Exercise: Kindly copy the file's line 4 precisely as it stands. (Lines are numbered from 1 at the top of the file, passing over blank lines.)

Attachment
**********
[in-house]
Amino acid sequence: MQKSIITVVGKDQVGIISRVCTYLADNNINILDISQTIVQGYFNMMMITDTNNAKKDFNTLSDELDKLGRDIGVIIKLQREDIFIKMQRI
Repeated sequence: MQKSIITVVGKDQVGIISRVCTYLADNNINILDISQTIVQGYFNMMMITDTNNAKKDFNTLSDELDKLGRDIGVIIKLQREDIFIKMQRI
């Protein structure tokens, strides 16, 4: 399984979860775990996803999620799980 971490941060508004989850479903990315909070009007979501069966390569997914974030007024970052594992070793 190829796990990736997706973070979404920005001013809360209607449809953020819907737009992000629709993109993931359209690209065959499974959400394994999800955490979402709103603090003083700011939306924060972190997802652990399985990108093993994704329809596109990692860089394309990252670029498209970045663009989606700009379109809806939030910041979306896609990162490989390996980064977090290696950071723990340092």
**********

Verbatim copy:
């Protein structure tokens, strides 16, 4: 399984979860775990996803999620799980 971490941060508004989850479903990315909070009007979501069966390569997914974030007024970052594992070793 190829796990990736997706973070979404920005001013809360209607449809953020819907737009992000629709993109993931359209690209065959499974959400394994999800955490979402709103603090003083700011939306924060972190997802652990399985990108093993994704329809596109990692860089394309990252670029498209970045663009989606700009379109809806939030910041979306896609990162490989390996980064977090290696950071723990340092």